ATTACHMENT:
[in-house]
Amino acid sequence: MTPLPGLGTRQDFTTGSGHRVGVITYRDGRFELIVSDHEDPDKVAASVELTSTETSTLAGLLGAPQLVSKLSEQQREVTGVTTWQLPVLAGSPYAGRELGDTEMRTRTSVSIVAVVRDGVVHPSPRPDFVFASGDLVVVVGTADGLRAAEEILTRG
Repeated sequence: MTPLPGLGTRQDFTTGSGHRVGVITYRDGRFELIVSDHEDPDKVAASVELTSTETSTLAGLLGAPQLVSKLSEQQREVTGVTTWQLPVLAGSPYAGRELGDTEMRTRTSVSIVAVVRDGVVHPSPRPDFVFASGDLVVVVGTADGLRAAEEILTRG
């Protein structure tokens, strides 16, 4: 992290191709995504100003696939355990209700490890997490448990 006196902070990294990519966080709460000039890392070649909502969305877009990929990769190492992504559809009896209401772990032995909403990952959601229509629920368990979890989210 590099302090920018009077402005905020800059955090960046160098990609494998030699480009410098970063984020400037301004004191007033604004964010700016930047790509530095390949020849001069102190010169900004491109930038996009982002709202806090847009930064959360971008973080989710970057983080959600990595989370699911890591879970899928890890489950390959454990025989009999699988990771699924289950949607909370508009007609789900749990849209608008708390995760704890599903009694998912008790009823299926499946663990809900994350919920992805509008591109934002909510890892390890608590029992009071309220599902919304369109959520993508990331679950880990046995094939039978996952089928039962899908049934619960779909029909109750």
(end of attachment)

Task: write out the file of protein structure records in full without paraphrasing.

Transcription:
[in-house]
Amino acid sequence: MTPLPGLGTRQDFTTGSGHRVGVITYRDGRFELIVSDHEDPDKVAASVELTSTETSTLAGLLGAPQLVSKLSEQQREVTGVTTWQLPVLAGSPYAGRELGDTEMRTRTSVSIVAVVRDGVVHPSPRPDFVFASGDLVVVVGTADGLRAAEEILTRG
Repeated sequence: MTPLPGLGTRQDFTTGSGHRVGVITYRDGRFELIVSDHEDPDKVAASVELTSTETSTLAGLLGAPQLVSKLSEQQREVTGVTTWQLPVLAGSPYAGRELGDTEMRTRTSVSIVAVVRDGVVHPSPRPDFVFASGDLVVVVGTADGLRAAEEILTRG
């Protein structure tokens, strides 16, 4: 992290191709995504100003696939355990209700490890997490448990 006196902070990294990519966080709460000039890392070649909502969305877009990929990769190492992504559809009896209401772990032995909403990952959601229509629920368990979890989210 590099302090920018009077402005905020800059955090960046160098990609494998030699480009410098970063984020400037301004004191007033604004964010700016930047790509530095390949020849001069102190010169900004491109930038996009982002709202806090847009930064959360971008973080989710970057983080959600990595989370699911890591879970899928890890489950390959454990025989009999699988990771699924289950949607909370508009007609789900749990849209608008708390995760704890599903009694998912008790009823299926499946663990809900994350919920992805509008591109934002909510890892390890608590029992009071309220599902919304369109959520993508990331679950880990046995094939039978996952089928039962899908049934619960779909029909109750």